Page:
Initially, instructors play a directive role in going over the reading, glossary terms, and local history information. This assignment is excellently combined with a trip to the library and a library tour in order to introduce students to sources like almanacs and atlases. Instructors should evaluate the enclosed resources and determine the relevancy of the samples to their students. Instructors should consider integrating a local history and sources if they are available. These include guides, tour books, history books, and even guest speakers who may come in to discuss the importance of a place in the community.

Lesson Hypothesis:

The United States’ history begins at different times in different parts of the nation and across the world. How does extending our understanding of overall American history to include Spanish and Mexican colonies change our vision of American history? What are the different national and global motivations that change place over time?

goals & objectives

In completing this lesson, successful students will:

• Define and understand the glossary terms included.
• Track the colonial, antebellum, and modern development of the United States through its ongoing political, cultural, demographic, economic, and diplomatic shifts.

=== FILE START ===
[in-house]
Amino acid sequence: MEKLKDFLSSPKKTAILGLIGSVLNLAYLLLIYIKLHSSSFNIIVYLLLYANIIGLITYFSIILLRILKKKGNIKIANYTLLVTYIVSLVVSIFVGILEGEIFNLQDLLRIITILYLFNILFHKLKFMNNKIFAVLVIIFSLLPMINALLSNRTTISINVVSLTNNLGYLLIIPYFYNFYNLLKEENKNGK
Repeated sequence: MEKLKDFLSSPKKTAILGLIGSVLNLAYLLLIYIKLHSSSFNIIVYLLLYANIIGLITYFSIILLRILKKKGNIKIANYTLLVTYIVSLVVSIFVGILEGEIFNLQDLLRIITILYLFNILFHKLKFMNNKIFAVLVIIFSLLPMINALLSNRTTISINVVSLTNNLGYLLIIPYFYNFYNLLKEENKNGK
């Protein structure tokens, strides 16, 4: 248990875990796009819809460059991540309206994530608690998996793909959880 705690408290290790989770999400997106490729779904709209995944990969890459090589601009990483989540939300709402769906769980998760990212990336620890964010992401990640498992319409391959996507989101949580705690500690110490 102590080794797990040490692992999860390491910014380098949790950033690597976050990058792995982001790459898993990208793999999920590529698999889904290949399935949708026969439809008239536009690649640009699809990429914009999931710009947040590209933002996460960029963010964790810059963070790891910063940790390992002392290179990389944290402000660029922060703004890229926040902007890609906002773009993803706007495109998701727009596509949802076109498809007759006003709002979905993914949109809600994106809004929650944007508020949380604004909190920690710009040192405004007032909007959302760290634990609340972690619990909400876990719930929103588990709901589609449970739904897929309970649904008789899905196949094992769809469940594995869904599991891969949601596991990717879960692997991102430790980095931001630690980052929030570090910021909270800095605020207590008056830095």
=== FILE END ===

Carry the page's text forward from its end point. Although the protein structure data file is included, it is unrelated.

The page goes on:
• Identify the formation of and changes within the nation’s multiple cultures and sub-cultures.
• Gauge the influence America’s past makes on the present, noting occurrences producing almost instantaneous influence and trends that produced more subtle implications for the country.
• Explain how major events are related to one another in time.
• Construct various time lines of key events, people, and periods of the historical era they are studying.
• Use a variety of maps and documents to identify physical and cultural features of neighborhoods, cities, states, and countries and to explain the historical migration of people, expansion and disintegration of empires, and the growth of economic systems.
• Distinguish relevant from irrelevant information, essential from incidental information, and verifiable from unverifiable information in historical narratives and stories.
• Understand and distinguish cause, effect, sequence, and correlation in historical events, including the long- and short-term causal relations.
• Explain the sources of historical continuity and how the combination of ideas and events explains the emergence of new patterns.
• Interpret basic indicators of economic performance and conduct cost-benefit analyses of economic and political issues.
• Evaluate the different ways that timelines may be presented (vertically, horizontally, categories).